“There’s real magic in John Hood’s new novel Mountain Folk. Actually, make that magics, plural . . . Beyond the epic fantasy itself, the best magic in Mountain Folk is the sorcery that will make early American history accessible to a wide swath of ages, tween to adult, who would otherwise eschew the subject. Not since John Jakes’ The American Bicentennial series has the story of our nation’s founding been so engaging and approachable.”
“Fairies, elves, dwarves, water maidens, monsters, and more. Soldiers and heroes of the American Revolution. Founding Fathers of our country like Washington and Jefferson. Cherokee and Shawnee women and warriors. A minister turned soldier and politician who is unembarrassed to quote Scripture. Throw all these ingredients into a stew pot of fiction, turn up the burner, and you soon have bubbling on the stove John Hood’s Mountain Folk.”
“Hood doesn’t miss the chance to present challenges to his fairy folk, as they grapple with their decisions as whether to help or hinder the Americans’ cause for liberty . . . While certainly there is suspension of disbelief when reading a book of fantasy fiction, there is also the underlying historical narrative that sparks curiosity and admiration about the cast of characters who so elegantly and effectively connected to create this country.”
“It might not take a spell to change an award-winning political columnist into a fantasy writer — it could be argued that the two genres are not dissimilar — but how else to explain magic striking twice? . . . Things are not always as they seem in Hood’s forest, and even the most ardent student of history will stumble upon enchanting misdirections that nevertheless point true north. This is history at its best: frolicking and fun, challenging and rewarding.”
John Hood: “Although my novel has many non-human characters, I actually use them to illustrate the inescapable realities of human nature. We are all fallen creatures. We yield to temptation.”
John Hood: “Thrilling escapes, confrontations with magical monsters, Revolutionary War battles, and Hamilton and Jefferson debate banking regulations. I mean, what more could you ask for?”
In a Kings Mountain Herald feature, John Hood discusses the Mountain Folk chapter devoted to the Patriots — including Isaac Shelby, John Sevier, and Davy Crockett’s father — who fought at Kings Mountain.
John Hood: “There are many explanations for fairy belief. It’s reassuring to believe good and bad events aren’t just random. That powerful forces are at work, magical forces to be tapped or propitiated.”
John Hood: “Ideas do have consequences. But they are contingent on factors beyond the substance and soundness of the ideas themselves. Human beings aren’t calculating machines. We're storytellers.”
John Hood: “We should make greater use of fiction to teach fact. Weaving historical content into fiction with strong characters and compelling plots makes it easier for readers to recall and interpret facts.”
Do favorable reviews of Mountain Folk constitute political ads on behalf of zombie candidates or Elf-rights legislation? John Hood uses the absurdity of a Facebook rule to argue for common sense on free speech.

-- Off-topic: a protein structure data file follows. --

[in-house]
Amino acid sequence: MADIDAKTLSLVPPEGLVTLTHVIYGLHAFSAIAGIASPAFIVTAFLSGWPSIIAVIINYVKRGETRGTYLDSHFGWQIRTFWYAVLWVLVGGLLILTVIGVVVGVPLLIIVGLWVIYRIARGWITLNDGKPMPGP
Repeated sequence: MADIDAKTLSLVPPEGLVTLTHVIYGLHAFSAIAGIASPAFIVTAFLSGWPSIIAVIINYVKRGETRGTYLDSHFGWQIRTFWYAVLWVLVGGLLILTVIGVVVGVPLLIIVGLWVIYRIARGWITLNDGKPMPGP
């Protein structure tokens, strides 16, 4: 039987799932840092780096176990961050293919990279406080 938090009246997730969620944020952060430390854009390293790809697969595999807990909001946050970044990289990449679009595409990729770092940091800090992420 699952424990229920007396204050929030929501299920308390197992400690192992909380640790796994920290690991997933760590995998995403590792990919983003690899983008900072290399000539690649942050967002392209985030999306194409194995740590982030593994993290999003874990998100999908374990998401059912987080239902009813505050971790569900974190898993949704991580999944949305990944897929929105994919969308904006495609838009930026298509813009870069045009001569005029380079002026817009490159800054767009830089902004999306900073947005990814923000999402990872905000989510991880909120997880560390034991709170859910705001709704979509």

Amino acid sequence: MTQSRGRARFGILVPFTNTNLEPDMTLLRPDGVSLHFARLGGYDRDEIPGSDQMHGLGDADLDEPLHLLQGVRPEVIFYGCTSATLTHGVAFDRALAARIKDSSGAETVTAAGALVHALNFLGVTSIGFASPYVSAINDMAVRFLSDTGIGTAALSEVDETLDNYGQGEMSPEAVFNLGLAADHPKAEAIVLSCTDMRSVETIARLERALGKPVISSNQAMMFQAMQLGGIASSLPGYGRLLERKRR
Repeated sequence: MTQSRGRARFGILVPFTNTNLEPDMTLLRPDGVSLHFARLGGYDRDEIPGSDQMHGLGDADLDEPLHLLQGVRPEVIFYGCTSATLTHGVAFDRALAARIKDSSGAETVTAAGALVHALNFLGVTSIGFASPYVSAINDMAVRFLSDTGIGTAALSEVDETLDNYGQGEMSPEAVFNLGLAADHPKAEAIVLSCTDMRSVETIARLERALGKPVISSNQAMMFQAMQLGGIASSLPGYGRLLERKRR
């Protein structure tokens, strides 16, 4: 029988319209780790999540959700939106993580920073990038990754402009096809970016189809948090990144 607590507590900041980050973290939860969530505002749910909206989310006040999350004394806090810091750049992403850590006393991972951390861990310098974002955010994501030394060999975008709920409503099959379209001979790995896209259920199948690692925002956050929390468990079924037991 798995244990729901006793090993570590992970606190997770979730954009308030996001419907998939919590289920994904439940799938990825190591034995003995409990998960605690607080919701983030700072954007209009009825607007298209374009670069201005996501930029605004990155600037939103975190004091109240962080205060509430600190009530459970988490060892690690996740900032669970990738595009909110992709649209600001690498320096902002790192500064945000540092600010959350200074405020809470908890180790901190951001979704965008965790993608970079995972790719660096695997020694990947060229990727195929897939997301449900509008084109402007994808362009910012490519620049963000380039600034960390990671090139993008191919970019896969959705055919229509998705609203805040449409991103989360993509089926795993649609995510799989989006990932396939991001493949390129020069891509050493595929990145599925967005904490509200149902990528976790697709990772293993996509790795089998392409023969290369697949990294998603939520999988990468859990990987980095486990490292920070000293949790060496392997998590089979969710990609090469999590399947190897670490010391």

In this feature, John Hood explains how he came to include his own relatives in the plot of Mountain Folk. “I wasn’t just telling stories about colonial Americans. I was, in a sense, telling my own family’s story.”
John Hood: “To broaden and deepen our understanding of our country’s rich history need not harm America’s founding principles or national unity. It need not result in canceled heroes.”
John Hood: “We need histories, novels, films, music, and art that embrace a common American creed, that celebrate its inspiring past & boundless future. We need more stories of heroic Americans.”
In this column for dozens of newspapers, author John Hood describes his book’s themes by referring his days in 4-H. The four “H”s in Mountain Folk include history, heroes, heritage, and human nature.
Pilot Mountain, a key setting for Mountain Folk, is just a few miles from the town that inspired the Mayberry of “The Andy Griffith Show.” Its devotion to timeless moral truths continues to draw many fans.
John Hood: If the two frontier heroes ever met, “the resulting dialogue may well have resembled the banter between the gallant Captain America and the wisecracking Iron Man in the Avengers movies.”
Though “an ill-conceived war carried out by an ill-prepared country with ill-defined goals,” the War of 1812 produced many heroes who led or inspired generations of Americans. John Hood tells their stories.
“People want to live in a world where not all mysteries have been solved, where something furry, slimy, or improbably gargantuan may yet be lurking in the darkest corners of their mental map.”
When Americans needed hope, Zora Neale Hurston offered a character from African-American folklore, High John de Conquer. John Hood explains why he featured her version of the character in Forest Folk.
“How many learn about the temptations of power not by reading philosophy but by witnessing the One Ring corrupt its bearers? How many learn courage not from classic literature but from Harry Potter?”
John Hood: “Honor matters. It’s not the only thing that matters, of course, but to deny its significance in human affairs—including affairs among nations—is a position far removed from realism.”
“With the possible exception of his great-nephew Stephen, author of The Red Badge of Courage, Ichabod is the most famous Crane of all, if only for a fictional namesake. And he lived in Norfolk for many years.”
John Hood’s Memorial Day-themed piece profiles five U.S. military commanders who died performing their duties — including War of 1812 hero Zebulon Pike, whose final battle is depicted in Forest Folk.